Rogue Mail: a demo by the Communication Workers Union against Royal Mail privatisation, October 2013
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The Royal Mail underselling shows this was privatisation through ideology not pragmatism

If ministers had held out for a better price, they could have raised an extra £750m.

Money is still a bit tight down at the Treasury – so any deal under which the taxpayer loses out to the tune of three quarters of a billion quid might be considered just a tad embarrassing.

That's certainly what the National Audit Office (NAO) thinks. Last October the government sold 70 per cent of the Royal Mail at a price of 330p a share. By the end of that day, those shares were already trading at 455p, and in January they hit a peak of 615p (they’ve since fallen back a bit). In other words, if ministers had held out for a better price, the sale could have fetched an extra £750m.

The watchdog’s boss, Amyas Morse, doesn’t really go in for fiery language but his comment was quietly damning nonetheless. The business department’s approach was “marked by deep caution,” he said, “the price of which was borne by the taxpayer”.

Anyone expecting ministers to be don sackcloth and ashes about all this, though, will have been sorely disappointed, and on this morning’s Today programme, the business minister Michael Fallon was utterly unrepentant. “The audit office report actually recognises that we achieved our objectives,” he explained to an increasingly exasperated Jim Naughtie. “It was the biggest privatisation for 20 years, we had to be careful about it to make sure that we got it away [and] we did get it away.”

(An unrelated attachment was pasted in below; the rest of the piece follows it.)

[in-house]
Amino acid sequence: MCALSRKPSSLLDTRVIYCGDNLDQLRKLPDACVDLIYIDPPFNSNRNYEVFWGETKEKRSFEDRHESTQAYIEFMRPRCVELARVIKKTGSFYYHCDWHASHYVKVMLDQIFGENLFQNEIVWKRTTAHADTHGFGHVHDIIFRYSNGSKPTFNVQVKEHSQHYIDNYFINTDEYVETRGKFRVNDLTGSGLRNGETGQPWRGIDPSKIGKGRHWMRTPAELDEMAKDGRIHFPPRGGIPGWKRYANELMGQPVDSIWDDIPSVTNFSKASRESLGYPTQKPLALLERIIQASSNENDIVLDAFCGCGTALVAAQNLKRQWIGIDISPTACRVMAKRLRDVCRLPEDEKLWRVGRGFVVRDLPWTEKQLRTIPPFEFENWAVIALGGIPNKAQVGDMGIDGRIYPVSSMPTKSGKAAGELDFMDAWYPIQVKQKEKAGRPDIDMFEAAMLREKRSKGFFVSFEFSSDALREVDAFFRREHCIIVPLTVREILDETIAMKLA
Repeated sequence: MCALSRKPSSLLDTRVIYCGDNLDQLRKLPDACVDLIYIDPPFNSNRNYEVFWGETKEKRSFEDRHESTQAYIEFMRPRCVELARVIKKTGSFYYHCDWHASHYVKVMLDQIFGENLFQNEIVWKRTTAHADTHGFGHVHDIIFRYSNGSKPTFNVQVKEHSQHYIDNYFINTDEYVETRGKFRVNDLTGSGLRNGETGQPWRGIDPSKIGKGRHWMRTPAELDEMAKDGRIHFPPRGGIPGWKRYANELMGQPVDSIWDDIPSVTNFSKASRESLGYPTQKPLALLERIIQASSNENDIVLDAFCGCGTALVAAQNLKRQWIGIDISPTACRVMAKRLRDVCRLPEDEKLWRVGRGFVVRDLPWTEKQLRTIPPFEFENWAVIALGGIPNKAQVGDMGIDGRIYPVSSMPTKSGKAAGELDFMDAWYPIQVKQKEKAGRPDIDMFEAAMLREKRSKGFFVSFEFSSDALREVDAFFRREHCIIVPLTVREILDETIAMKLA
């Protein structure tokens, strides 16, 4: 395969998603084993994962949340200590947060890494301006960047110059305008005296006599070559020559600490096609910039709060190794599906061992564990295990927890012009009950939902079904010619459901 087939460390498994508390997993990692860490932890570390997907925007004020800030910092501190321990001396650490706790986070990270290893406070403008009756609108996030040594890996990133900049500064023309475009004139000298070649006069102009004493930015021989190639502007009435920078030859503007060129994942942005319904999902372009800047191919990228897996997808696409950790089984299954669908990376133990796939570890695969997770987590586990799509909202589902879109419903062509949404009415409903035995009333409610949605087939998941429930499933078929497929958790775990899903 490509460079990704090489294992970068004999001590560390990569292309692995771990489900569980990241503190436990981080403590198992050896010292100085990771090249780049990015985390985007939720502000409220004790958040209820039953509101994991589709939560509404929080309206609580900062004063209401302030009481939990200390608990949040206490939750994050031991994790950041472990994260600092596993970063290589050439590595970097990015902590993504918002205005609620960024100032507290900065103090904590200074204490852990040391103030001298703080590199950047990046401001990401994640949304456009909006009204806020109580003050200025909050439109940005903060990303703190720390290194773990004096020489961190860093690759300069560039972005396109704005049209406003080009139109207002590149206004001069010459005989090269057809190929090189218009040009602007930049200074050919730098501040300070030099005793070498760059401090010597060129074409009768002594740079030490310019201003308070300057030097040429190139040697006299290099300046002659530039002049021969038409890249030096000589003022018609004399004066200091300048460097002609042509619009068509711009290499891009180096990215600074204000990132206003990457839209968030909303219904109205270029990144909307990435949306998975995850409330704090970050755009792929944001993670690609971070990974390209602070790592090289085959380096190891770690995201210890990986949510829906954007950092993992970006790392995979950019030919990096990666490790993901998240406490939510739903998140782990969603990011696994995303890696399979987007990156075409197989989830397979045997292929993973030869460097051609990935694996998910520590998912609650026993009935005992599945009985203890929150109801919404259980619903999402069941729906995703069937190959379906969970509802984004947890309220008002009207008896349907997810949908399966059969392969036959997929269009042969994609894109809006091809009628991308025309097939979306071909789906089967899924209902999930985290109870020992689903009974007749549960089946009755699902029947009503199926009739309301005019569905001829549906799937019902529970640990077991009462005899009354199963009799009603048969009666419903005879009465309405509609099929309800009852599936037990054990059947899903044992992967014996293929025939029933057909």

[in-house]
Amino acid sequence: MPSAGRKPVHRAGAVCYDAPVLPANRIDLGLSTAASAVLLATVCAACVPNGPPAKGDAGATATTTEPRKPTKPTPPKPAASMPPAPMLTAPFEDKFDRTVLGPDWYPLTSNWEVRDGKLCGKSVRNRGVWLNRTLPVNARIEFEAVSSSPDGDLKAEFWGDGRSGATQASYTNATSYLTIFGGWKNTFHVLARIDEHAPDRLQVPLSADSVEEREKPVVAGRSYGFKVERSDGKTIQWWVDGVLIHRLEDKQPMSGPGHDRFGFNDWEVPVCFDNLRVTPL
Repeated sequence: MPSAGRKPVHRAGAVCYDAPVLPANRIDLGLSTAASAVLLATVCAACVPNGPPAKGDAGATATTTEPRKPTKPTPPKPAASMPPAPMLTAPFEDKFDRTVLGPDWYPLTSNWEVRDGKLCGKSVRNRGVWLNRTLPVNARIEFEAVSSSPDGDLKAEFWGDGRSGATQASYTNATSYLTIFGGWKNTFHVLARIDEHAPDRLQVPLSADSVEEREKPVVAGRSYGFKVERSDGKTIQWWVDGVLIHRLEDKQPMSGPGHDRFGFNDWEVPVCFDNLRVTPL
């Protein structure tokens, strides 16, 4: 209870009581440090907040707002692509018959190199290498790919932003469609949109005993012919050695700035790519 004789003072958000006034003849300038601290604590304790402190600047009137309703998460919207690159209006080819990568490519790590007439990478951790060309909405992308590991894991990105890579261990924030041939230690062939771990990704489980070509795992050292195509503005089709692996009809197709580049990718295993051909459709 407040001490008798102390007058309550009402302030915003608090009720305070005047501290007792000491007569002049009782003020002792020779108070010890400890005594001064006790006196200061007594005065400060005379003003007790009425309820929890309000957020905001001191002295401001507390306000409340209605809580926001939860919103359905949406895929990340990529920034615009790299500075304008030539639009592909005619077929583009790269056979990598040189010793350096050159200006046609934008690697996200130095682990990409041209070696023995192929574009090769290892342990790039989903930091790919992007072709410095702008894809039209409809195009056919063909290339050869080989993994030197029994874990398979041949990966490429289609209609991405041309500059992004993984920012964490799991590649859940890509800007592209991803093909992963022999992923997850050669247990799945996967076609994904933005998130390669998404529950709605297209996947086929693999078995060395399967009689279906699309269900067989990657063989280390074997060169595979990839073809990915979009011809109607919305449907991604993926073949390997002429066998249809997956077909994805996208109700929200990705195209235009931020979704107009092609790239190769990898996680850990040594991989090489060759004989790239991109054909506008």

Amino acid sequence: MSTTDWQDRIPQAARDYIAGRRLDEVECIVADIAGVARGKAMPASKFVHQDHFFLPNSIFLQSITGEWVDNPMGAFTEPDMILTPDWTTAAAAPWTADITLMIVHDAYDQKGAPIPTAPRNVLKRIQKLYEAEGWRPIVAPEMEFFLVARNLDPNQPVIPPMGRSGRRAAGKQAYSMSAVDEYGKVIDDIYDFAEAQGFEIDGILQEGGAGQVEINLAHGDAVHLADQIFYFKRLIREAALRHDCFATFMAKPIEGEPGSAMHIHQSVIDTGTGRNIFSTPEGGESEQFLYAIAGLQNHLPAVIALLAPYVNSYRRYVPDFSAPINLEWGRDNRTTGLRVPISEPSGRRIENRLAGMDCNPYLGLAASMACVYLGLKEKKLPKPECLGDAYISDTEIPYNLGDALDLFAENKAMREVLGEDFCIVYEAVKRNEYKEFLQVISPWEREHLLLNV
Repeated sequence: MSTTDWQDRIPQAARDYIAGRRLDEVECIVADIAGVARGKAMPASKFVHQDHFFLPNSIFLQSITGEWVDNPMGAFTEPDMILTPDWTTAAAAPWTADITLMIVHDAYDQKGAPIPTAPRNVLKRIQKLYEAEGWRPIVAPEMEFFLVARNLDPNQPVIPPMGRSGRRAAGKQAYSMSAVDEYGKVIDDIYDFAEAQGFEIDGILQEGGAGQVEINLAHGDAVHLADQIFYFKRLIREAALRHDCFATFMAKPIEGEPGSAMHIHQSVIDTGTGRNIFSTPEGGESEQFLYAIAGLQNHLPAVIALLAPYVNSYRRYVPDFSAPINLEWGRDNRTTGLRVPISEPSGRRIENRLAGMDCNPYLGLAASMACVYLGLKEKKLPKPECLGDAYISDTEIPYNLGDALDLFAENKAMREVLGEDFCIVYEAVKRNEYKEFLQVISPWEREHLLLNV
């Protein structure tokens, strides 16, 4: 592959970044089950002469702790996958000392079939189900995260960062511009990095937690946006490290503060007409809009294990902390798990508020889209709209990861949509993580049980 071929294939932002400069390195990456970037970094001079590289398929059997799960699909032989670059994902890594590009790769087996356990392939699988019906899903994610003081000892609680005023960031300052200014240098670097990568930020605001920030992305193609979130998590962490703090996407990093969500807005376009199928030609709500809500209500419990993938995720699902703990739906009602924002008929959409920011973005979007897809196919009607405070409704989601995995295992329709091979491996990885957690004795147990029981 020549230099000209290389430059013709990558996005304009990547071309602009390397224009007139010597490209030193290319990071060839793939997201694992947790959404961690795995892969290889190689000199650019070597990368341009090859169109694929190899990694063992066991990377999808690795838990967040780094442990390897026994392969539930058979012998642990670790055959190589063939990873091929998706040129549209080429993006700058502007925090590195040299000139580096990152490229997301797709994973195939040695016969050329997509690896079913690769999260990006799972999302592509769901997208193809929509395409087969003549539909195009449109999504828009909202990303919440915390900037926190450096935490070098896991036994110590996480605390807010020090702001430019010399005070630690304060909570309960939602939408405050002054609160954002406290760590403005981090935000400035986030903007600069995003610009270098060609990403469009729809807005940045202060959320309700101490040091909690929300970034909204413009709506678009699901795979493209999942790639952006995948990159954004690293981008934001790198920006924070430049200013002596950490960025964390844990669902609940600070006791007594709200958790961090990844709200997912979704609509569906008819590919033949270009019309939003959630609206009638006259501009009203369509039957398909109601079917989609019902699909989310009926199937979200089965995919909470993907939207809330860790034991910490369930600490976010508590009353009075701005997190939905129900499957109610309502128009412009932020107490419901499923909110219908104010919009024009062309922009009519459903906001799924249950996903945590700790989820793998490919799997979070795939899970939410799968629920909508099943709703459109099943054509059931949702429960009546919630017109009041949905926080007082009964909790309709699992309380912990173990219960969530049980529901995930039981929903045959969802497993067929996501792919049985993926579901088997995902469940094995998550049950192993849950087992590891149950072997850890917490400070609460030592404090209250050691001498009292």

In other words, the government was so frightened that the deal wouldn’t come off at all that it cheerfully underpriced it to make sure that it did. Fallon was basically admitting to exactly what the NAO had accused him of: privatisation was an end in itself, and we should consider ourselves lucky that the government succeeded in flogging off the family silver at all.

There are a number of reasons why a minister might favour privatisation. To raise money for other things. To outsource risk. To duck responsibility, by giving them someone else to blame.

For many on the right, though, it’s a matter of genuine faith. Services will always do better under private sector leadership, they think, because business types are clever and public servants suck. Hulking government bureaucracies are always less efficient and responsive than equally hulking corporate ones.

Never mind that most of the privatised railways are drowning in public subsidy, while the East Coast Main Line has started turning a profit since being taken back into public ownership: the latter needs to be re-privatised as quickly as possible because, well, it just does. Private good; public bad.

(There’s another view, common in some parts of the left, which states that business is inherently evil, the state inherently great, and that any move from the latter to the former will inevitably lead to the collapse of civilisation as we know it. This is, indeed, equally silly. It’s just not what I’m writing about right now, so there.)

The thing is, some privatisations were probably no bad thing. Yes, the shareholders are only interested in profits, and most corporate execs these days demand the kinds of salaries that’d enable them to turn their basement into the Batcave for a laugh. Get things right, though, and the government can use all that to its advantage, to encourage innovation, or investment, or difficult decisions for which ministers lack the guts. To go back to the railways, the lines into Marylebone station are run vastly better these days than they ever were run under British Rail. Sometimes, it can work.

But sometimes, it doesn't. Sometimes government mucks up the way it structures its contracts. And sometimes a service is just so unprofitable that the only way of ensuring it exists at all is for the taxpayer to suck it up and pay for the bloody thing.